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Monday, 20 April 2015

Great Fictional Characters: Queenie

Continuing with the Blogging from A to Z April Challenge 2015

Q is for Queenie.

The seductive and beguiling story of Dawn Avalon, who, when wrongfully accused of a crime she didn't commit, flees her homeland to London where she becomes 'Queenie', a star of both the stage and screen.

I was a teenager when I first read Queenie by Michael Korda, and I loved it. Goodness knows where I found it: growing up, my house was full of books- and car boot sales and charity shops steadily added to the stacks. Books were borrowed, swapped and passed back to car boot sales and charity shops in the never-ending cycle of bibliophiles with limited funds and limited space everywhere.

I kept it for many years, and read it more than once but, sadly, due to moving house a fair few times (and the occasional necessary cull) I don't own it anymore, and so couldn't reread it to prepare for this post. Looking on the web to refresh my memory, I was surprised by all the critical critic's reviews, as I remembered it being an engaging, interesting and (for teenage me) sexy little number that started me off questioning how people judge people and force them to hide a "shameful" past that I didn't consider shameful at all.

But then I clicked on the reader reviews (arguably the only ones that truly count) and I found I wasn't alone.

...a delight from start to finish.

You can't help being fascinated by Queenie/Dawn and the way she survives through the abuse of the old, british powerful Mr. Rumsey and the hate of his daughter Prunella.

I enjoyed the book immensely, personally identifying with the heroine's struggle to discover exactly what mold she's "caste" in as well as her personal and political victories over prejudice & racism in the industry.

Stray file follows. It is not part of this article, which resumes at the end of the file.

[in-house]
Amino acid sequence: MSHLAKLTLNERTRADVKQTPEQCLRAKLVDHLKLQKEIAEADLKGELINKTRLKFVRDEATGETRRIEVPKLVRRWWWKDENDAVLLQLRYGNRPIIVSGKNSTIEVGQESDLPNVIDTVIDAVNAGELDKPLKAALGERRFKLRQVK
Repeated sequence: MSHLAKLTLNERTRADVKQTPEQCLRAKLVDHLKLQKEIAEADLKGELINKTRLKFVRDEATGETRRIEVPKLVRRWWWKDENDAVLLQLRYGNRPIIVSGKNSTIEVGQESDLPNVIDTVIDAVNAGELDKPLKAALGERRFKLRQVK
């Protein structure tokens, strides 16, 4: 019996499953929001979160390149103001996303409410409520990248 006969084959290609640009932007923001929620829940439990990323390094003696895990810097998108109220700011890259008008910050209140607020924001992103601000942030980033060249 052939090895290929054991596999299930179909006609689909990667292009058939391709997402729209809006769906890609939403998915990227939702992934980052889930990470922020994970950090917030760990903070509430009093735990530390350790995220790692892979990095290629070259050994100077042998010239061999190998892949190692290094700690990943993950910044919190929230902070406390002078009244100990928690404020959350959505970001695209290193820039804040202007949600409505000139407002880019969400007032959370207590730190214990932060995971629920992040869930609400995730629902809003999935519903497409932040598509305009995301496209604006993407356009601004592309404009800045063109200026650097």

(reviews from Amazon.com)

So is it good or not? To quote Queenie:

“It must be nice... to be one thing or another, to know where you belonged.”

But so few people, or reviews, are.

Although my recollection of the plot beyond what has already been described is hazy, I do remember rooting for Queenie on every page, furious at the ones who tried to take advantage of her and cheering when she got the better of them. One scene, where a photographer changes the lighting to mask scars on her face, stayed with me, (because it was so kind) as did her decision to not have children, lest her secret be revealed in their skin colour (because it was so cruel). The most moving part was where she finally admitted (even the word admitted implies shame) her Indian heritage and the world didn't end.

Queenie is out of print now (and I'm kicking myself for losing/giving away my copy) but, if you can find it, I think you'll enjoy it.


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